Beginning at 7:30 p.m. tonight at Motorco Music Hall, Pulitzer Prize-winning author Junot Diaz will be reading from This Is How You Lose Her, his collection of short stories released earlier this month. The book centers on interwoven stories of love and heartbreak and revisits characters from his previous works Drown and The Brief Wondrous Life of Oscar Wao. As with all of his works, Diaz writes in the context of the Dominican-American experience. Recess Arts Editor Katie Zaborsky spoke on the phone with Diaz about his evolving view on love, inspirational movies, and MIT.
R: In many of the stories in This Is How You Lose Her, the most heartbreaking moments seem to come in those fleeting details that feel too real to be purely fictional. How much of the material in the collection is autobiographical?
JD: Oh my god, listen to you! Just starting with the heaviness! How old are you?
R: I’m 21.
JD: Yeah man, you’re a little too ferocious. The truth of it is that I don’t know how to give a percentage. I think that a lot of it is fictional— I know that seems impossible, given your claim— but I feel like paradoxically it’s very deeply private. Even the stuff that I’m making up I almost sometimes feel like it’s coming from a life I almost lived. So it’s personal, I won’t lie. But if I had to give you a percentage—I know this is not useful—a friend said to me, “Hey not bad! You only lied in 2/3 of the book!”
R: You mentioned in a previous interview that audiences tend to have a stronger reaction to novels as opposed to short story collections. Do you see them as different vehicles of storytelling with different purposes?
JD: Certainly, I think there’s no question. Historically, that’s been the case, and part of why I’m attracted to the short story collection is that the length of a short story collection affords various, and what I think are interesting, questions. I think in a group of linked short stories, you get more heartbreak for your buck. And in a book about heartbreak, it’s just where the form matches content. I mean, I believe that a novel can devastate you at the level of heartbreak, but I think that a book of short stories can devastate you in an entirely uniquely human way. When you’re my age, when you’re in your 40s, and you look back at the heartbreaks, it feels like a chain reaction of heartbreaks. And a short story collection is a really awesome way to communicate that to people.
R: You are currently a creative writing professor at MIT, which is largely devoted to the hard sciences and technology. How does that atmosphere shape your creative output?
JD: Oh, I don’t think it shapes it at all. I mean, you got to remember, as an artist, at least the way I work, I’m wrestling with things and with books and with ideas that, in some cases, are often 20 years old. I think MIT is great for me as a person, and I love all the nerds, I love being with all these energetic, brilliant young people and faculty members who are doing fascinating work across the sciences and engineering and computing. And that’s wonderful, but I guess when I think about the source of my art, that river starts way earlier than MIT. I think I love MIT as a person, but I don’t know if directly it has had an enormous impact on my writing. It’s made me a better teacher and certainly a smarter person. I guess you can say those things affect the writing. I don’t know, a part of me feels like I’m wrestling with a shadow from the past in a way that has nothing do to with MIT.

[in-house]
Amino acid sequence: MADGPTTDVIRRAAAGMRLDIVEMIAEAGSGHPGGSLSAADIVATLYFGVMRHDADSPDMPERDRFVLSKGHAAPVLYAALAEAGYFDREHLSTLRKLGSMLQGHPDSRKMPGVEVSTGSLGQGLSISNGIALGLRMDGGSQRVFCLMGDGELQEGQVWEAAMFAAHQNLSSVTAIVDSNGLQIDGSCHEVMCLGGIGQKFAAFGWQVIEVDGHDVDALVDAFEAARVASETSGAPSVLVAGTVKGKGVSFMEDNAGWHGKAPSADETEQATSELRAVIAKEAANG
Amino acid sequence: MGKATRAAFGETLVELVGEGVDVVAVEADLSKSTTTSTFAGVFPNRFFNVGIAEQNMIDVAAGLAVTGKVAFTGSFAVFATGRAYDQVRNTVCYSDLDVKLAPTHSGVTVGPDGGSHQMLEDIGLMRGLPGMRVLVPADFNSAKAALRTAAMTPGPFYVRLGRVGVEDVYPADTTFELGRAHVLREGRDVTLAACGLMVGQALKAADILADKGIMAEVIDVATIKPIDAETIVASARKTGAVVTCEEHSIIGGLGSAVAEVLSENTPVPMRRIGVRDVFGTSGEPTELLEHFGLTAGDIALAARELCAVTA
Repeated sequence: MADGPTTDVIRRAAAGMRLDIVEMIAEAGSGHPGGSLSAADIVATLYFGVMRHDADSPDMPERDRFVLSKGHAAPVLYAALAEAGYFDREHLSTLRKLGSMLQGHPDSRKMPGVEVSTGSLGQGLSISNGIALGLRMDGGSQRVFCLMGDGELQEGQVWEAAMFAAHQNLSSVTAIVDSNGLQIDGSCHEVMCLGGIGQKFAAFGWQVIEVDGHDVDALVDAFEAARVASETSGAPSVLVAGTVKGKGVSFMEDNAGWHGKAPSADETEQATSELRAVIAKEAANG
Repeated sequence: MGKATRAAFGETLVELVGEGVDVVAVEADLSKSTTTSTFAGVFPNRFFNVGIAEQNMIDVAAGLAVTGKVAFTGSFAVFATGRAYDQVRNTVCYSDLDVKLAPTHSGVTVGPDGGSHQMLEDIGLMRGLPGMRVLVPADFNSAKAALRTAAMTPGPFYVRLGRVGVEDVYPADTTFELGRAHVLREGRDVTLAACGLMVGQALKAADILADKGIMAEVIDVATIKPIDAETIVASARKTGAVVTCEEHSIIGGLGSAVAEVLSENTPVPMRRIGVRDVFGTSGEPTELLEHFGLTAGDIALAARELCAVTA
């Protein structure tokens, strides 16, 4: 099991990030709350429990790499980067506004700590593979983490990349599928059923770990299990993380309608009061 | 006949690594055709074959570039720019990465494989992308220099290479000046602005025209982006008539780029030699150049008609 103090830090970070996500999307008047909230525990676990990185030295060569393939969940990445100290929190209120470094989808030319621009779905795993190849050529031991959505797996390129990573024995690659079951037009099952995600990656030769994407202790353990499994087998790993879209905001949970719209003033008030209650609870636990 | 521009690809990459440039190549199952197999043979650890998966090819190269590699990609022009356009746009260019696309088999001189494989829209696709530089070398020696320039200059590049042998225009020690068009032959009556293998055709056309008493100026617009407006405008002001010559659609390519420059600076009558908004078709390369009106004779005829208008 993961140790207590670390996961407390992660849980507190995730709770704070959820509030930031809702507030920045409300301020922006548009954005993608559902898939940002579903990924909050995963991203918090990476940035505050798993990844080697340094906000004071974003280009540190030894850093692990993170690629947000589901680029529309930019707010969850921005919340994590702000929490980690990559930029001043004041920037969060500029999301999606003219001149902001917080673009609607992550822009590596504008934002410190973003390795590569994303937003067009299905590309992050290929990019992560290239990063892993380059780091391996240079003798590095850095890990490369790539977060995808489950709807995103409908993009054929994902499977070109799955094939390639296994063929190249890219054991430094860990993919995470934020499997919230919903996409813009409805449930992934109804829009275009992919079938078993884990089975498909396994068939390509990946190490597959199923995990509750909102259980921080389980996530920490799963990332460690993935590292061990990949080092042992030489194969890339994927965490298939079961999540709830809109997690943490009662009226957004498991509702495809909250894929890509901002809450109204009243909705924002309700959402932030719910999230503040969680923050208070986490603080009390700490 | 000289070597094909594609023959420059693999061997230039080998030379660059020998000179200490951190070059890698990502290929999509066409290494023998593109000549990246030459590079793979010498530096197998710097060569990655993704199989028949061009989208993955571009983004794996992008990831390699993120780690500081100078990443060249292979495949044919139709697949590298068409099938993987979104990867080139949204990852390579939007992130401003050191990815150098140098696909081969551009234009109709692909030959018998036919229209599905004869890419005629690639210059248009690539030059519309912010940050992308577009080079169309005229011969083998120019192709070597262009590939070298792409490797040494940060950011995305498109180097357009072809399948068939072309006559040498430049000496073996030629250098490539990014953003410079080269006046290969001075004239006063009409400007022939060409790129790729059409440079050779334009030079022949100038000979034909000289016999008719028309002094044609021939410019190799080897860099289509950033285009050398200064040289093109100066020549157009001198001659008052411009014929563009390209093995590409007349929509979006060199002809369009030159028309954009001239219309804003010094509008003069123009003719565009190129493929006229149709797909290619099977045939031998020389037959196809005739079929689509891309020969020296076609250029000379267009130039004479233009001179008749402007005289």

R: So you’d be the exact same writer if you had taught at another school because you write about what’s behind you?
JD: I wonder. I don’t know if I can say that. When you put it that way, it makes my answer look stupid. But I wonder. I guess in a way, I don’t know. My answer would be I don’t know. Man, good question. Damn you, young person!
R: A lot of people ask you about your literary influences, but has there been a movie or album that has influenced your writing to the same extent that other books have?
JD: Oh yeah. I would say the movie Central Station, a Brazilian movie, had an enormous impact on my art. It’s a wondrous movie. Just something that was very inspirational. And I love a movie called Raising Victor Vargas, another movie that I think taught me a lot about how one writes about family. As far as albums are concerned, absolutely no question, I think almost all the music of Los Hermanos Rosario.
R: An excerpt from your upcoming sci-fi novel Monstro recently appeared in The New Yorker. How will it be different from your previous works?
JD: It’s this alien virus…it’s going to be like giant monsters eating the island, so I think when you have giant monsters eating whole cities, definitely, if I can finish it, it’s going to be a striking departure from what I’m working on now.
R: Most of your fiction deals with characters that are in unsatisfying relationships, either with others or with themselves. After writing so extensively about these characters and their mistakes, how has your view of love changed?
JD: It’s a wonderful question. It’s certainly made me far more aware of how precious and how vulnerable love is. I mean, there’s nothing like constantly writing about heartbreak that gives you this enormous sense of appreciation about love. You know, I used to think of love as much more durable but now I realize it is a very precious and vulnerable commodity.
R: Okay, so this last question is to temper all of the heaviness. How do you like your eggs in the morning?
JD: I am a scrambled eggs man with hot sauce.